When my Dad switched on the big light, closed the office door and pulled out a notepad and a pencil, I groaned a little as I knew I was going to be stuck in there for at least half an hour, listening to him.
He knew a lot about computer science as he had been a computer engineer for so long that he first started developing with a pen and paper. His code would then be stored on punched cards and fed into giant computers.
It was always the exact same routine. I’d ask him tech questions and his eyes would light up. What is an IP address? Object-oriented programming? A DNS? Ajax? A SQL database? A DDoS attack?
Somehow, he always ended up drawing circles, rectangles and arrows to explain how things communicated with each other. I don’t think it was the easiest way to explain technical concepts, but it worked really well with me.
He taught me everything about public and private keys, hash values and certificates more than ten years ago, way before people started talking about end-to-end encryption messaging.
He used to say that privacy was more important than convenience. When Google launched Gmail in 2004, he said that I should assume that the NSA could read everything I wrote in Gmail, way before it became true and Edward Snowden revealed it.
All my writing is based on the technical knowledge he taught me as a teenager. He wanted me to become an engineer but I was more intrigued by foreign languages and inspired by French literature.
He was an important mentor but I don’t think he fully realized it.
When I started writing for TechCrunch a few years ago, I knew nothing about journalism and my writing skills were abysmal. I didn’t study journalism, English was my second language and I didn’t have any past work experience. I think it’s fair to say I didn’t have what it took to write for TechCrunch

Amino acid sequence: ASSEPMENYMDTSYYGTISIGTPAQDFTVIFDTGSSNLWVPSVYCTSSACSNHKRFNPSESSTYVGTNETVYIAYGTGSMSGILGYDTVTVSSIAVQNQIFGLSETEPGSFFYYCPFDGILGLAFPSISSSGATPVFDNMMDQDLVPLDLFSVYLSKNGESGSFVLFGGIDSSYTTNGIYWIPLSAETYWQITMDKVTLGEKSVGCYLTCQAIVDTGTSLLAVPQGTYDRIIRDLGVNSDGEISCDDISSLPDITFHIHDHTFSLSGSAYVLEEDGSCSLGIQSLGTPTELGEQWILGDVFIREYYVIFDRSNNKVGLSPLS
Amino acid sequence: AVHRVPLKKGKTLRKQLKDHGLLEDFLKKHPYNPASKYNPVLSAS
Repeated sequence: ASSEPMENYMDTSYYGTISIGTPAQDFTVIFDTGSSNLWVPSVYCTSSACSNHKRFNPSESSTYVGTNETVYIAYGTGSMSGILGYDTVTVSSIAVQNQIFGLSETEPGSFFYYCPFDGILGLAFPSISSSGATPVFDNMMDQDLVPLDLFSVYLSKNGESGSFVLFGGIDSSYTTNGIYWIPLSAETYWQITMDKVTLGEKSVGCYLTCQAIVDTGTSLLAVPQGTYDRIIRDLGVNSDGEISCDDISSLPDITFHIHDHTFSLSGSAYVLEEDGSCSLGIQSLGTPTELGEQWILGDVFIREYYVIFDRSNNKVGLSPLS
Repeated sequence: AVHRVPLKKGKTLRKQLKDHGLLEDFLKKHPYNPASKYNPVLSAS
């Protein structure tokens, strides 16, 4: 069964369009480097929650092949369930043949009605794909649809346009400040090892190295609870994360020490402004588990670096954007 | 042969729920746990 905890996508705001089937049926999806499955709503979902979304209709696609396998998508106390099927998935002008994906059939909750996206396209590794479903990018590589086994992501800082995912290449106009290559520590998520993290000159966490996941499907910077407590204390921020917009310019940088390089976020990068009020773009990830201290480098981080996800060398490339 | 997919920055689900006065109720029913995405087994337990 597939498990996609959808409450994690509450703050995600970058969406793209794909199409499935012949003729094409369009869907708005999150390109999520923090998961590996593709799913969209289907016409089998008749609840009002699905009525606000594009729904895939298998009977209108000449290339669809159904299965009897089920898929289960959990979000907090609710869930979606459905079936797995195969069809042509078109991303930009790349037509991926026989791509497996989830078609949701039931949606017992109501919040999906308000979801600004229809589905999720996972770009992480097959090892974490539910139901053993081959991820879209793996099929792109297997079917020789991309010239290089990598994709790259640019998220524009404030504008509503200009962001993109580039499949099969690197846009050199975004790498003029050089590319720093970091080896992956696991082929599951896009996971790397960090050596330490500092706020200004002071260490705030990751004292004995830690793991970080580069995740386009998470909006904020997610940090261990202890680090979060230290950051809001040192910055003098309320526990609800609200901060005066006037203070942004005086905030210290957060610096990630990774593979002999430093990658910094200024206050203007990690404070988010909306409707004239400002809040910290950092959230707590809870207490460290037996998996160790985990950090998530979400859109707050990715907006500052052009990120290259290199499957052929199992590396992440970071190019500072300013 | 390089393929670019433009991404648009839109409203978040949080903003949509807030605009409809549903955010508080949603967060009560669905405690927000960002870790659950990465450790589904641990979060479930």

I insisted so much that John Biggs gave up and hired me as an intern. He taught me everything about this job, from the most basic writing rules to the mission that still drives me today. I learned that I needed quotes in my articles (duh). He told me everything that was wrong with my ledes, again and again.
He said that I should talk with entrepreneurs in the community around me before thinking about covering startups thousands of miles away from me. He still quotes Finley Peter Dunne every now and then, reminding me what I’m supposed to do — “comfort the afflicted and afflict the comfortable.”
More importantly, he said that if I wanted to get better at writing, I should stop thinking about improving my writing and just write every day. And he also wrote something about my Dad when I needed it the most.
He still is an important mentor but I think he is underestimating everything he taught me.
At this point, you’re probably wondering why I’m telling you all these boring stories about me. There’s a bigger point that I want to talk about: mentorship. (And John will probably yell at me for burying the lede so badly.)
When you work in tech, it’s easy to forget all the intermediate steps that you had to overcome to get there. In many ways, the tech industry is a meritocracy, which is both a good thing and a bad thing.
In particular, there’s a steep learning curve if you want to feel comfortable in the tech ecosystem in Silicon Valley, Paris, London or anywhere really. You need to learn the absurd lingo, some skills that you never learned in school and market data to find a job in a promising company.
You might think that this barrier to entry no longer exists now that we can find anything on the internet — at least that’s what I used to think. But the internet has become a toxic place. It has become too easy to troll and discourage people from trying and learning new things. I hope that online communities are going to become nicer in the coming years.
I also realized that I’ve learned many of the things I know from a handful of people. I mentioned two of them in this post, but there are a few others, women and men, who have had a profound impact on what I do today.
John once told me to think about the kids in high school who read TechCrunch and don’t know what to do. Maybe nobody in their families work in a tech company.
The good thing is that literally anybody can be an inspiring, knowledgeable person — yes, even you. Look around you and find someone who shares the same interests as you but got there later than you. You can give them a leg up. Help them find their way around.
And if you’re like me and you love your job, don’t forget to thank those around you who got you there. Let’s be kind to one another.
Featured Image: Bryce Durbin